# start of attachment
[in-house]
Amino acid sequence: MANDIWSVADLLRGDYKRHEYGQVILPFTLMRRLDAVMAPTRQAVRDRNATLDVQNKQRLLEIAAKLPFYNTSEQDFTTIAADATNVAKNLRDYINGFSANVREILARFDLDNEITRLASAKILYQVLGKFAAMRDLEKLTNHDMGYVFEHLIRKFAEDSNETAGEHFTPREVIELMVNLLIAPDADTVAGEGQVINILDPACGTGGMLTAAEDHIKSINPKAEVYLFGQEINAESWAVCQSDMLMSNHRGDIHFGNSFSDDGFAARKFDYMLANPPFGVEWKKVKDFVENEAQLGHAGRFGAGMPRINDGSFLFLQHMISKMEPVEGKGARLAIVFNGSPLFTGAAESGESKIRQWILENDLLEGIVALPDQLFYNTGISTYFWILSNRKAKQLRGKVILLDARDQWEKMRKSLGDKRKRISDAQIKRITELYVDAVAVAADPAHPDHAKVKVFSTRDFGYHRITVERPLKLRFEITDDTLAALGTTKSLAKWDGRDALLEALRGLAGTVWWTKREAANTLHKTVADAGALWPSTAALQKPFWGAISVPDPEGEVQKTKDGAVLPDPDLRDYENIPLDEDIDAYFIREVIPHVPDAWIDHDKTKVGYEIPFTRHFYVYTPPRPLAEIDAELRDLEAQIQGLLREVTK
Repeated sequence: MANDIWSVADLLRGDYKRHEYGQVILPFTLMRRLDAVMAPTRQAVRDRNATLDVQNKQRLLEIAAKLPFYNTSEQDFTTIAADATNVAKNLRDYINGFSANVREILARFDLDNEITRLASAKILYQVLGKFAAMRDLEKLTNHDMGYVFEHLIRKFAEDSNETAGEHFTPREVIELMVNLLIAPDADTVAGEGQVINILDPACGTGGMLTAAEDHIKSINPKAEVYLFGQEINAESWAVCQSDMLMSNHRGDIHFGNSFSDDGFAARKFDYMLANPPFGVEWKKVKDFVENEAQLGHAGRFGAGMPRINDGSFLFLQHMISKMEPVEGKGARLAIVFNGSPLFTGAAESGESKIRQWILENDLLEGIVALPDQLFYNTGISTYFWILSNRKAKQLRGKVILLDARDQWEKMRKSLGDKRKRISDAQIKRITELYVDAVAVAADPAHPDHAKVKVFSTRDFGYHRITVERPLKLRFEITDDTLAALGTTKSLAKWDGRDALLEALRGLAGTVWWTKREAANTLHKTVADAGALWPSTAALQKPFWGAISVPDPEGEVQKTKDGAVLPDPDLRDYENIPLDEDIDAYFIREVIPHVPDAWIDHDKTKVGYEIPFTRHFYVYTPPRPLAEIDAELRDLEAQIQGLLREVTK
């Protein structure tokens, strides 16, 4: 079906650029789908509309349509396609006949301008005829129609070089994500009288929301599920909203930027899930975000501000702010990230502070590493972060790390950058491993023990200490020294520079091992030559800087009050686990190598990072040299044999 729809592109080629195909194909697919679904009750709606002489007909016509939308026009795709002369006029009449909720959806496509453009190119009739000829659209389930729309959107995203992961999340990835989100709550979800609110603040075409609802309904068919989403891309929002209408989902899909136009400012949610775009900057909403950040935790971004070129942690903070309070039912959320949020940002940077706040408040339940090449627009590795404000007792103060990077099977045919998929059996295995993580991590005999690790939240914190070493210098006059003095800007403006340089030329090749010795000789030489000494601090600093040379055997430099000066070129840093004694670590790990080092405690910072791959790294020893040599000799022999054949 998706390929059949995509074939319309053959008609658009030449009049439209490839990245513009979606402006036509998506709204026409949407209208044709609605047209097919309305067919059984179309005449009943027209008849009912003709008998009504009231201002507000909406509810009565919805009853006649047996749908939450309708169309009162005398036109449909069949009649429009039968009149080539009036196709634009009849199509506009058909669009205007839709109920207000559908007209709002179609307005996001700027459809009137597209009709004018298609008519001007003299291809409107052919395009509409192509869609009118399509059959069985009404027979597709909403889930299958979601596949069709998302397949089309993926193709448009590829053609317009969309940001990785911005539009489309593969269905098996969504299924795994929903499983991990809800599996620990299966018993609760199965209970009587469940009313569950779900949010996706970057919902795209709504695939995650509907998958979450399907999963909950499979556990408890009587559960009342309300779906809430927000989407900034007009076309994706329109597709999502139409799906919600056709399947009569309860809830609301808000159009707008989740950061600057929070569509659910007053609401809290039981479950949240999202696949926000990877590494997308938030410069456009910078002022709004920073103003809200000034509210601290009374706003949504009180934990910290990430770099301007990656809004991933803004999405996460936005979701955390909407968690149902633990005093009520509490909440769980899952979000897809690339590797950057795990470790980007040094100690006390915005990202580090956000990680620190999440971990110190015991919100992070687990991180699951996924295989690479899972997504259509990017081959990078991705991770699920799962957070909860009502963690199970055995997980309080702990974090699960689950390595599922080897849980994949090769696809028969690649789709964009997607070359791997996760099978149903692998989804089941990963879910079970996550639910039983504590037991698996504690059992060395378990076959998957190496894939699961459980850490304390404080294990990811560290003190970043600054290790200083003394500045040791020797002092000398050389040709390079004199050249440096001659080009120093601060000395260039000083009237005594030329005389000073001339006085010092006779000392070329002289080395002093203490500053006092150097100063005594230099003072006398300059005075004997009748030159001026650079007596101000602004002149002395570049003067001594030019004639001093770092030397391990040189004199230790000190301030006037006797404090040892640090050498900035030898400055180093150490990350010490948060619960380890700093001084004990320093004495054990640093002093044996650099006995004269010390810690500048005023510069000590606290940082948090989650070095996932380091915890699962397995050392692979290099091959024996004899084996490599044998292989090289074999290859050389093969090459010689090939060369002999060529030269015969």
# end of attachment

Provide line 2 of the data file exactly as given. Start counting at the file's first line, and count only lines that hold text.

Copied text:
Amino acid sequence: MANDIWSVADLLRGDYKRHEYGQVILPFTLMRRLDAVMAPTRQAVRDRNATLDVQNKQRLLEIAAKLPFYNTSEQDFTTIAADATNVAKNLRDYINGFSANVREILARFDLDNEITRLASAKILYQVLGKFAAMRDLEKLTNHDMGYVFEHLIRKFAEDSNETAGEHFTPREVIELMVNLLIAPDADTVAGEGQVINILDPACGTGGMLTAAEDHIKSINPKAEVYLFGQEINAESWAVCQSDMLMSNHRGDIHFGNSFSDDGFAARKFDYMLANPPFGVEWKKVKDFVENEAQLGHAGRFGAGMPRINDGSFLFLQHMISKMEPVEGKGARLAIVFNGSPLFTGAAESGESKIRQWILENDLLEGIVALPDQLFYNTGISTYFWILSNRKAKQLRGKVILLDARDQWEKMRKSLGDKRKRISDAQIKRITELYVDAVAVAADPAHPDHAKVKVFSTRDFGYHRITVERPLKLRFEITDDTLAALGTTKSLAKWDGRDALLEALRGLAGTVWWTKREAANTLHKTVADAGALWPSTAALQKPFWGAISVPDPEGEVQKTKDGAVLPDPDLRDYENIPLDEDIDAYFIREVIPHVPDAWIDHDKTKVGYEIPFTRHFYVYTPPRPLAEIDAELRDLEAQIQGLLREVTK